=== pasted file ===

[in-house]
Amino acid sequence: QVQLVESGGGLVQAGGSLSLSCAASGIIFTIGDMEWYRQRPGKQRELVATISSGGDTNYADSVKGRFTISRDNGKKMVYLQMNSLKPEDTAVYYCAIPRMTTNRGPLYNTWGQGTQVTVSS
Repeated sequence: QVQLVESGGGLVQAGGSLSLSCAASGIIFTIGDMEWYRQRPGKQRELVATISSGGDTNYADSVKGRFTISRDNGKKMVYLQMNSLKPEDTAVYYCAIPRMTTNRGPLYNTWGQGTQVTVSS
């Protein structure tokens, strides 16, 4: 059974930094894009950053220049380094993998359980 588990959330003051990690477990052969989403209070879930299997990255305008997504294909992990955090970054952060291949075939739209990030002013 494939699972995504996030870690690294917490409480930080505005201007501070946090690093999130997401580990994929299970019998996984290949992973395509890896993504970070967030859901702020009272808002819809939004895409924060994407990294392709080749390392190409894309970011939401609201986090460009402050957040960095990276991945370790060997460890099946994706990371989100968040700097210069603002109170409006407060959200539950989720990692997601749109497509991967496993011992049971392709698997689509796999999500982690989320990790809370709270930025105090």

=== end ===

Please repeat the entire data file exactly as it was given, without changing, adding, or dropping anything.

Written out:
[in-house]
Amino acid sequence: QVQLVESGGGLVQAGGSLSLSCAASGIIFTIGDMEWYRQRPGKQRELVATISSGGDTNYADSVKGRFTISRDNGKKMVYLQMNSLKPEDTAVYYCAIPRMTTNRGPLYNTWGQGTQVTVSS
Repeated sequence: QVQLVESGGGLVQAGGSLSLSCAASGIIFTIGDMEWYRQRPGKQRELVATISSGGDTNYADSVKGRFTISRDNGKKMVYLQMNSLKPEDTAVYYCAIPRMTTNRGPLYNTWGQGTQVTVSS
């Protein structure tokens, strides 16, 4: 059974930094894009950053220049380094993998359980 588990959330003051990690477990052969989403209070879930299997990255305008997504294909992990955090970054952060291949075939739209990030002013 494939699972995504996030870690690294917490409480930080505005201007501070946090690093999130997401580990994929299970019998996984290949992973395509890896993504970070967030859901702020009272808002819809939004895409924060994407990294392709080749390392190409894309970011939401609201986090460009402050957040960095990276991945370790060997460890099946994706990371989100968040700097210069603002109170409006407060959200539950989720990692997601749109497509991967496993011992049971392709698997689509796999999500982690989320990790809370709270930025105090």